- Sales has undergone a dramatic transformation and this gives further urgency to the Marketing transformation
- Increased pressure (from greater complexity and time-constraints) has shifted customer needs regarding ‘product knowledge’
- Marketing needs a better metric for C-levels to better demonstrate its value.
1. Sales has undergone a dramatic transformation and this gives further urgency to the Marketing transformation. Specifically, there are fewer Salespeople who have to be more strategic and focus on a handful of large accounts to hit bigger quotas. Therefore, Sales is not attending to smaller orders or lower-priced products and Marketing must fill this gap.
2. Increased pressure (from greater complexity and time-constraints) has shifted customer needs regarding ‘product knowledge’. Specifically, customers no longer have the time to become technical experts on your products. Instead, they’re truly looking for solutions. They just want assurance that your solution is right for their needs and that it works but don’t want to talk about your product or how it works. Therefore, Marketing has to “build trust at scale” by surfacing assets such as case studies and the credentials of the people behind your products.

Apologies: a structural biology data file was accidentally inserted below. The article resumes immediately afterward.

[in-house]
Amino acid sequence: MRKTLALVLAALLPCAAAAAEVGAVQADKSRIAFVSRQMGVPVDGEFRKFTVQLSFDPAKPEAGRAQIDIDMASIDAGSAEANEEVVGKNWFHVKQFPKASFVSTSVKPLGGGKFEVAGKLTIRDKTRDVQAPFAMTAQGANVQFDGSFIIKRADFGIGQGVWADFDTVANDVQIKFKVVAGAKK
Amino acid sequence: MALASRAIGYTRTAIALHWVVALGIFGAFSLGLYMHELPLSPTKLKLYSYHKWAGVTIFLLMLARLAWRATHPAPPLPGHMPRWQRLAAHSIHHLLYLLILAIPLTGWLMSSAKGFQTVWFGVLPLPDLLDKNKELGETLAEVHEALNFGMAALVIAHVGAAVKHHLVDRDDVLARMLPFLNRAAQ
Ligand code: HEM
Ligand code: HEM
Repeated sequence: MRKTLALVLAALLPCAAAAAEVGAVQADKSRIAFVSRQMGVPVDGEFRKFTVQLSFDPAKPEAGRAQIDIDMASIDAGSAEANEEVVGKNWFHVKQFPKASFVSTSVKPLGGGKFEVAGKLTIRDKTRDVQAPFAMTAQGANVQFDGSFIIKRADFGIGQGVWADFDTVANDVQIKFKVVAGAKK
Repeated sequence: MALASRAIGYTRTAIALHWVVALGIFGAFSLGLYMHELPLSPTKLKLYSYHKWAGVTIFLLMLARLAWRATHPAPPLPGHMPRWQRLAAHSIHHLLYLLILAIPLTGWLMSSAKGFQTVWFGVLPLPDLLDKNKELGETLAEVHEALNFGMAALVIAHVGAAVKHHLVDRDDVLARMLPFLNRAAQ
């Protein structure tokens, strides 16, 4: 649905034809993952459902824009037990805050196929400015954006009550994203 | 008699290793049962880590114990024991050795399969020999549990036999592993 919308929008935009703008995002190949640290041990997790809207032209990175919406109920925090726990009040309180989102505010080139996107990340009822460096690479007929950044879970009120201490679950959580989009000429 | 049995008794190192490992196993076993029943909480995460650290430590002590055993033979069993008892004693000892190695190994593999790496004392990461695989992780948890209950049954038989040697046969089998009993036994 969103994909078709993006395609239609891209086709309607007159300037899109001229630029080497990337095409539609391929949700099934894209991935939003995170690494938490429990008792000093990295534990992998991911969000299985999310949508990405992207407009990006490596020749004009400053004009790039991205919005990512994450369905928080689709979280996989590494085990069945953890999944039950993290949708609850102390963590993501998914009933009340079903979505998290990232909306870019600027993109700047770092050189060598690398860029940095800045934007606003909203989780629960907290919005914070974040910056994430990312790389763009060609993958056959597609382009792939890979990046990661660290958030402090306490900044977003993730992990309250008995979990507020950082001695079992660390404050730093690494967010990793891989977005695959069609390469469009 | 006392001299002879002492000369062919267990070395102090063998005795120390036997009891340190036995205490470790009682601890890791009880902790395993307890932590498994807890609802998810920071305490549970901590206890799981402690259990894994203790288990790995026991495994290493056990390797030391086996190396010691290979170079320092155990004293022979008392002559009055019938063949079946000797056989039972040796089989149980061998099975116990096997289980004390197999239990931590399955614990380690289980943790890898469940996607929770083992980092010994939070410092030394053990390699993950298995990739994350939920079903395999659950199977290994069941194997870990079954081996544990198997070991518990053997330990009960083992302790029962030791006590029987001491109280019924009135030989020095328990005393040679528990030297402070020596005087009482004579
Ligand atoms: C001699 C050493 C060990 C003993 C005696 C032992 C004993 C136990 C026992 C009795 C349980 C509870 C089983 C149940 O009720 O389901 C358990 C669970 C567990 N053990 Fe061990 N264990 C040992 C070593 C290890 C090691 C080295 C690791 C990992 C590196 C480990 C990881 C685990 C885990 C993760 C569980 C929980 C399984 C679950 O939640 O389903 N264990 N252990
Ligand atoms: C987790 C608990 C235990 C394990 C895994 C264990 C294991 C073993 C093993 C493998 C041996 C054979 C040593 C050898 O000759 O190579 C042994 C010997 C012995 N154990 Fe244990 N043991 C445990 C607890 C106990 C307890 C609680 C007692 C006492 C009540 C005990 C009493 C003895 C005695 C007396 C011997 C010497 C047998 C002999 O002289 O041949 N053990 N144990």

3. Marketing needs a better metric for C-levels to better demonstrate its value. Sales has orders, R&D has new product releases, Manufacturing Supply Chain Gross Margin has a clear metric. However, Marketing is typically measured on metrics like visitors or leads that only represent a fraction of what Marketing is really contributing. For example, activities around Sales enablement and content marketing that happens early in the customer journey are lost.
Mike Kawasaki Profile
Mike has a passion for leading sales and marketing breakthrough initiatives that positively transform business results. He is focused on B2B Sales and Marketing, with emphasis on International Marketing.